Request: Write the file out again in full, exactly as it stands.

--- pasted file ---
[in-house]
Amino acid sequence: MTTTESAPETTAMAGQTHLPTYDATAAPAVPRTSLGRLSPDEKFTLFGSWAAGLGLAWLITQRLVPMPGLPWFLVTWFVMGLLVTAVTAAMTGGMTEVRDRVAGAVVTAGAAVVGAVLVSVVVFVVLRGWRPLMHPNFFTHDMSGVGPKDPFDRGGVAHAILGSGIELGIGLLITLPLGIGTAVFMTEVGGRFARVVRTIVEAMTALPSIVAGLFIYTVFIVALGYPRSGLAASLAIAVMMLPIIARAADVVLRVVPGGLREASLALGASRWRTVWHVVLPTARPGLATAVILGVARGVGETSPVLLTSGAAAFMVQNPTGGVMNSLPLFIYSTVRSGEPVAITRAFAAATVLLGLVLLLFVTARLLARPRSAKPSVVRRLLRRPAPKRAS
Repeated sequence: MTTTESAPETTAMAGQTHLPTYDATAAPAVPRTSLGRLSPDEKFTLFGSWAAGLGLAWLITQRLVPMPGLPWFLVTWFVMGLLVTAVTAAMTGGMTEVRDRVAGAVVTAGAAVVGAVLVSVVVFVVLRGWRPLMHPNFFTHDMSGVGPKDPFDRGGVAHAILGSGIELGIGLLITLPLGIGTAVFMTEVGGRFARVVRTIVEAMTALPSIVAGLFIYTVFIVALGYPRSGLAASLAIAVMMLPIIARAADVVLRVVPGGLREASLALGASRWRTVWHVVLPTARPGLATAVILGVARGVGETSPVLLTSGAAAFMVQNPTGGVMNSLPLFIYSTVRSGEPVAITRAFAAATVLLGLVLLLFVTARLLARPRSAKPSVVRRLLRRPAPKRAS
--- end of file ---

[in-house]
Amino acid sequence: MTTTESAPETTAMAGQTHLPTYDATAAPAVPRTSLGRLSPDEKFTLFGSWAAGLGLAWLITQRLVPMPGLPWFLVTWFVMGLLVTAVTAAMTGGMTEVRDRVAGAVVTAGAAVVGAVLVSVVVFVVLRGWRPLMHPNFFTHDMSGVGPKDPFDRGGVAHAILGSGIELGIGLLITLPLGIGTAVFMTEVGGRFARVVRTIVEAMTALPSIVAGLFIYTVFIVALGYPRSGLAASLAIAVMMLPIIARAADVVLRVVPGGLREASLALGASRWRTVWHVVLPTARPGLATAVILGVARGVGETSPVLLTSGAAAFMVQNPTGGVMNSLPLFIYSTVRSGEPVAITRAFAAATVLLGLVLLLFVTARLLARPRSAKPSVVRRLLRRPAPKRAS
Repeated sequence: MTTTESAPETTAMAGQTHLPTYDATAAPAVPRTSLGRLSPDEKFTLFGSWAAGLGLAWLITQRLVPMPGLPWFLVTWFVMGLLVTAVTAAMTGGMTEVRDRVAGAVVTAGAAVVGAVLVSVVVFVVLRGWRPLMHPNFFTHDMSGVGPKDPFDRGGVAHAILGSGIELGIGLLITLPLGIGTAVFMTEVGGRFARVVRTIVEAMTALPSIVAGLFIYTVFIVALGYPRSGLAASLAIAVMMLPIIARAADVVLRVVPGGLREASLALGASRWRTVWHVVLPTARPGLATAVILGVARGVGETSPVLLTSGAAAFMVQNPTGGVMNSLPLFIYSTVRSGEPVAITRAFAAATVLLGLVLLLFVTARLLARPRSAKPSVVRRLLRRPAPKRAS